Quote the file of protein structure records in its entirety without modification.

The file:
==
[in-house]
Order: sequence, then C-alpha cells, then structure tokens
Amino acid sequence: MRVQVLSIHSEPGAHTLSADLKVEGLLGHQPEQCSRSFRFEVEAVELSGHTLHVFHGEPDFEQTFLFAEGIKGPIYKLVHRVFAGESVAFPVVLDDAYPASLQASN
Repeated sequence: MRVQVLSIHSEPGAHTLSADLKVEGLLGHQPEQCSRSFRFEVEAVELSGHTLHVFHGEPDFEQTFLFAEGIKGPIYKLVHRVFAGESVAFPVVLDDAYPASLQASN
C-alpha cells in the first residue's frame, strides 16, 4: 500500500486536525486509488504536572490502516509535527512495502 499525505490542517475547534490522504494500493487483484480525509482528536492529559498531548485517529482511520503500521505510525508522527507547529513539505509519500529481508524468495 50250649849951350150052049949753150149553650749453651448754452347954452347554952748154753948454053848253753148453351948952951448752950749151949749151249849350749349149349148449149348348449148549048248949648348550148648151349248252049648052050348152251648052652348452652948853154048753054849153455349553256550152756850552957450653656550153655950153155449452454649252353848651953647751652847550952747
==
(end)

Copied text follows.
[in-house]
Order: sequence, then C-alpha cells, then structure tokens
Amino acid sequence: MRVQVLSIHSEPGAHTLSADLKVEGLLGHQPEQCSRSFRFEVEAVELSGHTLHVFHGEPDFEQTFLFAEGIKGPIYKLVHRVFAGESVAFPVVLDDAYPASLQASN
Repeated sequence: MRVQVLSIHSEPGAHTLSADLKVEGLLGHQPEQCSRSFRFEVEAVELSGHTLHVFHGEPDFEQTFLFAEGIKGPIYKLVHRVFAGESVAFPVVLDDAYPASLQASN
C-alpha cells in the first residue's frame, strides 16, 4: 500500500486536525486509488504536572490502516509535527512495502 499525505490542517475547534490522504494500493487483484480525509482528536492529559498531548485517529482511520503500521505510525508522527507547529513539505509519500529481508524468495 50250649849951350150052049949753150149553650749453651448754452347954452347554952748154753948454053848253753148453351948952951448752950749151949749151249849350749349149349148449149348348449148549048248949648348550148648151349248252049648052050348152251648052652348452652948853154048753054849153455349553256550152756850552957450653656550153655950153155449452454649252353848651953647751652847550952747